Senators seek to designate Gila River as 'wild and scenic'

Visitors play with their dog in the West Fork of the Gila River in the Gila National Forest of New Mexico. (File photo by Luis Sinco/Los Angeles Times via Getty Images)

ALBUQUERQUE, N.M. -- Portions of the Gila River would be designated as “wild and scenic” under legislation unveiled Tuesday by New Mexico’s two U.S. senators.

Spanning parts of New Mexico and Arizona, the river and other main tributaries in the area make up the largest remaining network of naturally flowing river segments in the Southwestern U.S.

The senators say such a designation for the stretches in New Mexico could boost the river's national visibility and result in more outdoor economic potential.

The measure would cover more than 400 miles (644 kilometers) of the Gila River, San Francisco River and numerous creeks. It also calls for expanding the boundaries of the Gila Cliff Dwellings National Monument by transferring management of less than a square mile (1.8 square kilometers) from the U.S. Forest Service to the National Park Service.

The legislation comes as the U.S. Bureau of Reclamation and the New Mexico Interstate Stream Commission gather comments on an environmental review of a proposal to divert and store some of the water.

Environmentalists have been pushing for years to stop any kind of diversion along the Gila, suggesting that siphoning water from the river would end up being a costly boondoggle. Supporters say the project is vital to supplying communities and irrigation districts in southwestern New Mexico with a new source of water as drought persists.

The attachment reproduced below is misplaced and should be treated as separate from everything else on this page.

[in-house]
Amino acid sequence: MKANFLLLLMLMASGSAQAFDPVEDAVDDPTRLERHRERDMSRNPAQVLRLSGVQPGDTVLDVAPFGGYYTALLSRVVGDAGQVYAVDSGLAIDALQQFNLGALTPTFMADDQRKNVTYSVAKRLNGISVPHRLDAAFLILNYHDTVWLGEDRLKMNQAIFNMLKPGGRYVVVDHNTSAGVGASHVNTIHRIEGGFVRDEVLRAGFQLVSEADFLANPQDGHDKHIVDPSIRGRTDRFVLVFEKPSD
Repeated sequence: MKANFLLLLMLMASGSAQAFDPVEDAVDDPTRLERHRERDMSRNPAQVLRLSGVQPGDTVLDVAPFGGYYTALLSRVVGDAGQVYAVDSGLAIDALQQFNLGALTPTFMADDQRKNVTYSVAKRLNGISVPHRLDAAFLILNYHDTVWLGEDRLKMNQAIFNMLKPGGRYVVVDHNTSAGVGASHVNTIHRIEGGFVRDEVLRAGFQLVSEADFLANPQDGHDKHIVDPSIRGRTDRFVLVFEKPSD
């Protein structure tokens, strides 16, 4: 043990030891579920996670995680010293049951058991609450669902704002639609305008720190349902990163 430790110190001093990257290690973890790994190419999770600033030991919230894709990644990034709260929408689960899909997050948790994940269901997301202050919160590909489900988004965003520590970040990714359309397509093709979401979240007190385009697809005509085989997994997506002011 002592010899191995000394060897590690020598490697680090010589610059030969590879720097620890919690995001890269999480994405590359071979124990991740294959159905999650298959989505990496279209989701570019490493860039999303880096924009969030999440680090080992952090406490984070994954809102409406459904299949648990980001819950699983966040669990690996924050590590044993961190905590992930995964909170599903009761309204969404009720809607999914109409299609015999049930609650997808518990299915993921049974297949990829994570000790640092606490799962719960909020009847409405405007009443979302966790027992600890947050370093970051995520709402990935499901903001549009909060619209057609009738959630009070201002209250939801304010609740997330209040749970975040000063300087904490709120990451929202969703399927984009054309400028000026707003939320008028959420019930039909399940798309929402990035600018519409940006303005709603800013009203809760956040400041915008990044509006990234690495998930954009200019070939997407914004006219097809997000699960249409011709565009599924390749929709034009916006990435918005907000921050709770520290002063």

The legislation unveiled by Sens. Tom Udall and Martin Heinrich aims to protect the area's beauty and wildlife by maintaining the river's “free-flowing nature.” The Democrats say the measure would preserve private property and water rights as well as irrigation and water delivery obligations, grazing permits and public access.

The senators first floated a draft in February, saying they wanted to hear from landowners, outdoor enthusiasts, local officials and others. Changes include protecting existing uses and language to ensure planned projects like broadband infrastructure development can continue.

Additional protections were included for property owners to prohibit non-voluntary condemnation of land, and a section was added to allow restoration projects even if river values are affected, as long as water quality, habitats and species are protected.

Udall called the Gila an irreplaceable treasure.

“It is one of the most biologically diverse watersheds in our state, and it is one of New Mexico’s most iconic outdoor destinations,” he said in a statement to The Associated Press. “As we all gain a deeper appreciation for access to the outdoors and our dependence on the natural world during this difficult time, protecting unique ecosystems like the Gila watershed is more important than ever.”

Heinrich said protection under the federal Wild and Scenic Rivers Act would be fitting as the landscapes and ecosystems shaped by the Gila and its tributaries inspired the establishment of the nation’s first wilderness area nearly a century ago.

There are nearly 125 miles (200 kilometers) of river segments in New Mexico already designated under the act. Those include parts of the Rio Grande, Rio Chama, Pecos River and the Jemez River.

The fight over the Gila has been percolating for years.

Under the Arizona Water Settlements Act of 2004, New Mexico is entitled to 14,000 acre-feet of water a year, or about 4.5 billion gallons. State officials opted to build a diversion system, as that alternative opened the door to more federal funding.

However, state water officials missed a deadline in December to have an environmental review completed and approved by the federal government in order to free up additional funding. Still, the New Mexico Central Arizona Project Entity has more than $60 million it could spend on a diversion and other projects.